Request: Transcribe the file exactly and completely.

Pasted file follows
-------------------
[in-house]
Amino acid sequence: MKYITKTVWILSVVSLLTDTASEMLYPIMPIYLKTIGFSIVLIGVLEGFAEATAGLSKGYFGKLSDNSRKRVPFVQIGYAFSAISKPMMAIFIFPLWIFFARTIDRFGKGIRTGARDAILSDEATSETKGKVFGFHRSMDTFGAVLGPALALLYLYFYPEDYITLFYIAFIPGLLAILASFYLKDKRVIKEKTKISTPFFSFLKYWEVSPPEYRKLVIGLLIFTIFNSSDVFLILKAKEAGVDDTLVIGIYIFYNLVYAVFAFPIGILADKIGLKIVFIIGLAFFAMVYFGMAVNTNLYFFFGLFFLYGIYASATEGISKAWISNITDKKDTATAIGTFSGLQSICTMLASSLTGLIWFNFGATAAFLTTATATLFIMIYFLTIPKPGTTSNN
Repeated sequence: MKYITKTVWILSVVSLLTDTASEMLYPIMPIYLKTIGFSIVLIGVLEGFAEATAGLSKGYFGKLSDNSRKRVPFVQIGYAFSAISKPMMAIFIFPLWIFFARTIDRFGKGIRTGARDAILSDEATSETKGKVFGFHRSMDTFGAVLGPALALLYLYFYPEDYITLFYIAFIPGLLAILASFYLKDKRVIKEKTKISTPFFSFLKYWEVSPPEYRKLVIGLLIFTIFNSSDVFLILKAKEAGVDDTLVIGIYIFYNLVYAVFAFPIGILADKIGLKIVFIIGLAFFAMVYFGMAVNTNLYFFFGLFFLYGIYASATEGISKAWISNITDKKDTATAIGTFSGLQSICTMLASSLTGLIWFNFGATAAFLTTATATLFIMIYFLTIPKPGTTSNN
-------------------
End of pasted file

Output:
[in-house]
Amino acid sequence: MKYITKTVWILSVVSLLTDTASEMLYPIMPIYLKTIGFSIVLIGVLEGFAEATAGLSKGYFGKLSDNSRKRVPFVQIGYAFSAISKPMMAIFIFPLWIFFARTIDRFGKGIRTGARDAILSDEATSETKGKVFGFHRSMDTFGAVLGPALALLYLYFYPEDYITLFYIAFIPGLLAILASFYLKDKRVIKEKTKISTPFFSFLKYWEVSPPEYRKLVIGLLIFTIFNSSDVFLILKAKEAGVDDTLVIGIYIFYNLVYAVFAFPIGILADKIGLKIVFIIGLAFFAMVYFGMAVNTNLYFFFGLFFLYGIYASATEGISKAWISNITDKKDTATAIGTFSGLQSICTMLASSLTGLIWFNFGATAAFLTTATATLFIMIYFLTIPKPGTTSNN
Repeated sequence: MKYITKTVWILSVVSLLTDTASEMLYPIMPIYLKTIGFSIVLIGVLEGFAEATAGLSKGYFGKLSDNSRKRVPFVQIGYAFSAISKPMMAIFIFPLWIFFARTIDRFGKGIRTGARDAILSDEATSETKGKVFGFHRSMDTFGAVLGPALALLYLYFYPEDYITLFYIAFIPGLLAILASFYLKDKRVIKEKTKISTPFFSFLKYWEVSPPEYRKLVIGLLIFTIFNSSDVFLILKAKEAGVDDTLVIGIYIFYNLVYAVFAFPIGILADKIGLKIVFIIGLAFFAMVYFGMAVNTNLYFFFGLFFLYGIYASATEGISKAWISNITDKKDTATAIGTFSGLQSICTMLASSLTGLIWFNFGATAAFLTTATATLFIMIYFLTIPKPGTTSNN